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The Finance Bill, just published has many changes that may affect you. Kevin McLoughlin writing in the Sunday Business Post brings you through some of them.
Complex Finance Bill contains crucial far-reaching measures
23 January 2011

Despite the expectation of a brief Finance Bill to give effect to the essential revenue-raising measures announced in the budget, some 223 pages of complex technical legislation were published last Friday.

Normally, the committee and report stages would add a further 50 per cent in paperwork terms.

While the government is driven by a political imperative to pass the bill before the upcoming general election, it is unacceptable that such complex, far-reaching legislation will not be given sufficient time to allow for a proper consultation and meaningful debate. As a comparison, Britain will often publish legislative proposals a year in advance.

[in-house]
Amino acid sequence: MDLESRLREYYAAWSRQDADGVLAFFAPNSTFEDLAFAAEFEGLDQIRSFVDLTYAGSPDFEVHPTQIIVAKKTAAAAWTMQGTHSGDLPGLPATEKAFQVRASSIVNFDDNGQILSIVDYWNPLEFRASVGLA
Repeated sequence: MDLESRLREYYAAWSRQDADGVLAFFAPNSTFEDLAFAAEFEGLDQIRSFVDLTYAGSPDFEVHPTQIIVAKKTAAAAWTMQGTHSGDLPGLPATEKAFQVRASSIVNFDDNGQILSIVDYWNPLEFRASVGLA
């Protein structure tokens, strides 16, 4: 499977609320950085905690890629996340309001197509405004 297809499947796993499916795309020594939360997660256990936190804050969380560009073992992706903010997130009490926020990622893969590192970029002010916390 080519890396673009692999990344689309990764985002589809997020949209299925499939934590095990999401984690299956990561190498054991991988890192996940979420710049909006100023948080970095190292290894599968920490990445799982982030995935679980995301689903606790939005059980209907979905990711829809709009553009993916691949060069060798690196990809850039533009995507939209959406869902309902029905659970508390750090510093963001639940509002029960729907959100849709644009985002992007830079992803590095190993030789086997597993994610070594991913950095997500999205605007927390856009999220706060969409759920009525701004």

Interaction with Revenue

The Revenue’s ability to recover unpaid taxes from individuals still in employment will be strengthened by the bill, which allows it to issue a notice of attachment to the individual’s employer.

This will require that the employer deducts from the employee’s salary amounts specified by the Revenue. The bill also proposes a new provision to deal with the confidentiality of taxpayer information.

This provides for penalties of up to €10,000 to be imposed on Revenue officials guilty of unlawful disclosure of information. It also sets out the circumstances under which the Revenue may legitimately provide information to third parties.


The bill contains a surprise for the self-employed and other non-PAYE taxpayers who pay tax under the self-assessment system.

The income tax deadline for self-employed for payment has been brought forward by a month, from October 31 to September 30.